Naval Ceremonies, Customs, and Traditions

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Naval Institute Press, 2004 - History - 403 pages
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First published in 1934, this book has enjoyed a reputation both as an authoritative guide to conduct in a contemporary maritime setting and a fascinating historical reference on the ways of the sea and sailor going back to the earliest days of sail. Now updated to cover all the sea services, this new edition fully reflects today's diverse force while at the same time exploring the maritime history of the United States, its flag, and the U.S. Navy's uniforms. A new chapter on naval ceremonies offers more details than ever on such events as award presentations and changes of command. A separate chapter on the popular "Dining In" ceremony explains its beginnings and evolution and tells how to plan and execute such an event. There is also greater coverage of Marine Corps and Coast Guard history and traditions. In addition to discussing the derivation of traditions and customs of the sea services, this latest update has been reorganized for ease of use by the professional seaman planning an upcoming event as well as the armchair sailor curious about the origins of naval customs and terms. It is the only up-to-date book on the subject available.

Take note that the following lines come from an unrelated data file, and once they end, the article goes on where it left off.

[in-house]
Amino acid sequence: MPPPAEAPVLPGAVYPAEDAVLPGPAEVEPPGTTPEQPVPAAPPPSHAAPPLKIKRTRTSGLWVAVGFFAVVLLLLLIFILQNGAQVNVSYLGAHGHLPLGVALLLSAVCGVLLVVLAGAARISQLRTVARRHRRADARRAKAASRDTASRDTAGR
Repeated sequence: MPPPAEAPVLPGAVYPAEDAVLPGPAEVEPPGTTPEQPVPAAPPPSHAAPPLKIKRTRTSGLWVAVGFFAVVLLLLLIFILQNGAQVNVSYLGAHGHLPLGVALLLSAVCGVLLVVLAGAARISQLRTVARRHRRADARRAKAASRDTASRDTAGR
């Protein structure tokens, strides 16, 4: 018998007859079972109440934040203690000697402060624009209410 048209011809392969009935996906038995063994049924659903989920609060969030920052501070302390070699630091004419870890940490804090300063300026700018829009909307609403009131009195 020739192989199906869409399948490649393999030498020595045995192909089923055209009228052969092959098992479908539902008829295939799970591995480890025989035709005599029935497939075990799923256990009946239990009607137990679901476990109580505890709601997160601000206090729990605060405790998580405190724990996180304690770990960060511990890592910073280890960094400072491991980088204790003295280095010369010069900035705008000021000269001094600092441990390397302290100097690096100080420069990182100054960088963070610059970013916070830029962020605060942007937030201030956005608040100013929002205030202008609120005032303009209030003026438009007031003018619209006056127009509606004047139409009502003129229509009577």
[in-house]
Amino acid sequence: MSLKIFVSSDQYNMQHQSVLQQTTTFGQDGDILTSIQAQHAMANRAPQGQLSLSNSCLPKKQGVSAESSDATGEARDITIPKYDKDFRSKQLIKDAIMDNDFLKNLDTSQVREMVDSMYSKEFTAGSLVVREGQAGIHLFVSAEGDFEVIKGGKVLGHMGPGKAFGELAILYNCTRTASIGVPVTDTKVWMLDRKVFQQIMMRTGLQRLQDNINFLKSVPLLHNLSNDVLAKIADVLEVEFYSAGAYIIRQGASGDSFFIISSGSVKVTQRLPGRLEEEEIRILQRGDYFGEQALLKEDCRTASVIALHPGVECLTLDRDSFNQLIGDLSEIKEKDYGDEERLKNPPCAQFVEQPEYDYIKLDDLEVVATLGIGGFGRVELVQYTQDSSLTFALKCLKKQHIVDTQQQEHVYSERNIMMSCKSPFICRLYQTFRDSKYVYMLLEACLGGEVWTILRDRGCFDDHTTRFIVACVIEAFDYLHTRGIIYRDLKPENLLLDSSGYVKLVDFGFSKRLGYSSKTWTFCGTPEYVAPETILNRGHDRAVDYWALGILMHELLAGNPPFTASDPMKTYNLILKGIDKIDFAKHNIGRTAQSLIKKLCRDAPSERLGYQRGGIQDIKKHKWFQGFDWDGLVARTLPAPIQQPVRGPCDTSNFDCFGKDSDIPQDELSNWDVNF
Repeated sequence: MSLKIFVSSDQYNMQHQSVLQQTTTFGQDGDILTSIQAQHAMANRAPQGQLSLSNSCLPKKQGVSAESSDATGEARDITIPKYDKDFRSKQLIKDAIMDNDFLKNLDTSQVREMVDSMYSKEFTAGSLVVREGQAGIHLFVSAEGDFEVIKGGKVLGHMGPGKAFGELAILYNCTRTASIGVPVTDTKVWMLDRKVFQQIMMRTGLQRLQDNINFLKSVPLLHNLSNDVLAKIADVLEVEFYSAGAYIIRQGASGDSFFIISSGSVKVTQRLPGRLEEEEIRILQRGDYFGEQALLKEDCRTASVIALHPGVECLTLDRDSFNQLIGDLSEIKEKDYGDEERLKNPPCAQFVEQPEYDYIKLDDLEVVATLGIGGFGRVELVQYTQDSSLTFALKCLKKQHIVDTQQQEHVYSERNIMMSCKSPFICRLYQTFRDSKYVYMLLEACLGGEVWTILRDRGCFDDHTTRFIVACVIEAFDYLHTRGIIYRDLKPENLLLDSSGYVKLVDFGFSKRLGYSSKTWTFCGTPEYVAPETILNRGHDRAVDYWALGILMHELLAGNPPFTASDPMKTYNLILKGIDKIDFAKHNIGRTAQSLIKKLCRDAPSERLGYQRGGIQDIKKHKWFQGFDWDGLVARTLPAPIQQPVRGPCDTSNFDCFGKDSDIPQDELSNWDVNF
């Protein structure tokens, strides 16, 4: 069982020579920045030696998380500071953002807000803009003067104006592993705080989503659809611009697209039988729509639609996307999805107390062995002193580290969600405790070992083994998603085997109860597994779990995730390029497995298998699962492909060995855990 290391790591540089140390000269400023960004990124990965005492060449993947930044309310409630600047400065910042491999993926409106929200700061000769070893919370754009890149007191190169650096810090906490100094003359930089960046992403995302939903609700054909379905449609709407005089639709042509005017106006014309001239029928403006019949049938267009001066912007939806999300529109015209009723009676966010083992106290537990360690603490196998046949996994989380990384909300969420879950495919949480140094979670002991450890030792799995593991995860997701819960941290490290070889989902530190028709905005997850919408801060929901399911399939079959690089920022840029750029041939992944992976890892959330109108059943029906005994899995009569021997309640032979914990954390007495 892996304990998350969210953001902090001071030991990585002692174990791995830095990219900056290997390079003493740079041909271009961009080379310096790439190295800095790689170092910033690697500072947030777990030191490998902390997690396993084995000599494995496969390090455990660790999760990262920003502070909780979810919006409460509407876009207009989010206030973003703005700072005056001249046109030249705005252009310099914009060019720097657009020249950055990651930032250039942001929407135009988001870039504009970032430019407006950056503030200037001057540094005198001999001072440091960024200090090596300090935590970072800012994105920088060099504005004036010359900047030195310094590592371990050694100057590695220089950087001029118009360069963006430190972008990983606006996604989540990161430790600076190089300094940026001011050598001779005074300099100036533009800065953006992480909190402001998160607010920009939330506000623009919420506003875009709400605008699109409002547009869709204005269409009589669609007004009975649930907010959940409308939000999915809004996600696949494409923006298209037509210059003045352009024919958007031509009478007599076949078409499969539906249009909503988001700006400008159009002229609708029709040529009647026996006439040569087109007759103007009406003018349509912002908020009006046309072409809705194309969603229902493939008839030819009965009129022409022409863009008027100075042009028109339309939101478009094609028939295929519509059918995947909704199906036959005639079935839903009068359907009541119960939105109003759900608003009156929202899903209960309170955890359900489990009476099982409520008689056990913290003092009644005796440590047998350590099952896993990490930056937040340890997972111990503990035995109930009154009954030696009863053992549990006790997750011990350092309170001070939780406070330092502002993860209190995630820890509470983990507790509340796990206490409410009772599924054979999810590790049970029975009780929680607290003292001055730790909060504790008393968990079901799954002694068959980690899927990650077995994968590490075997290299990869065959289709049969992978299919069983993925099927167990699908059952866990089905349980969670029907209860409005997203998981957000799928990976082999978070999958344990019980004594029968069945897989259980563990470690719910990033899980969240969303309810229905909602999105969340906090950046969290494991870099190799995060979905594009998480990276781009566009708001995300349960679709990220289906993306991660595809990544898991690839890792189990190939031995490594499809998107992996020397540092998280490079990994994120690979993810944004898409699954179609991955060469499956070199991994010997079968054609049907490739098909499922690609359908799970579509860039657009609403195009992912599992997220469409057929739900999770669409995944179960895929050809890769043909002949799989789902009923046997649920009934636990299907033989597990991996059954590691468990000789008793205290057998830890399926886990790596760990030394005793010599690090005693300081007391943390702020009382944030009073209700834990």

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About the author (2004)

Royal W. Connell, a retired commander in the U.S. Navy and 1970 graduate of the Naval Academy, served as a mission commander in the E-2 Hawkeye. He currently teaches naval science at Annapolis High School, where he established the city's first NJROTC unit.

William P. Mack, a retired vice admiral in the U.S. Navy and former commander of the Seventh Fleet, served with distinction in World War II, Korea, and Vietnam. Among his many writing achievements are three Naval Institute professional guides as well as Commodore Kilburnie. He died in 2003.

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